Archaeologists in Bulgaria have unearthed two skeletons from the Middle Ages pierced through the chest with iron rods to keep them from turning into vampires, the head of the national history museum says.
According to pagan beliefs, people who were considered bad during their lifetimes might turn into vampires after death unless stabbed in the chest with an iron or wooden rod before being buried.
"These two skeletons stabbed with rods illustrate a practice which was common in some Bulgarian villages up until the first decade of the 20th century," national history museum chief Bozhidar Dimitrov said after the recent find in the Black Sea town of Sozopol.
People believed the rod would also pin the dead into their graves to prevent them from leaving at midnight and terrorising the living, the historian explained.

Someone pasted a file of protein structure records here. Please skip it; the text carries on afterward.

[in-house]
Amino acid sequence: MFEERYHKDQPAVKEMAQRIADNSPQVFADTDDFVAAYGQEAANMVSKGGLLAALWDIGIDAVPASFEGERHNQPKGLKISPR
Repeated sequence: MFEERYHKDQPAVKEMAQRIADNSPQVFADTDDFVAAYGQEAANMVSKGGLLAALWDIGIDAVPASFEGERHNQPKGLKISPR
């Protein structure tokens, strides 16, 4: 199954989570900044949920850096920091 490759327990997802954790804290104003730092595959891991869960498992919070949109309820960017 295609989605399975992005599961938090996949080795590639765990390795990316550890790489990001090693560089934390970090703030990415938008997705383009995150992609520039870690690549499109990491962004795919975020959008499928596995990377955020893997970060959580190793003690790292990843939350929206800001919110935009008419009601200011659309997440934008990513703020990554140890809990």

The practice was common, Dimitrov added, saying some 100 similar burials had already been found in Bulgaria.
Archaeologist Petar Balabanov, who in 2004 unearthed six nailed-down skeletons at a site near the eastern town of Debelt, said the pagan rite was also practised in neighbouring Serbia and other Balkan countries.
Vampire legends are widespread across the Balkans. The most famous is that of Romanian count Vlad the Impaler, known as Dracula, who staked his war enemies and drank their blood.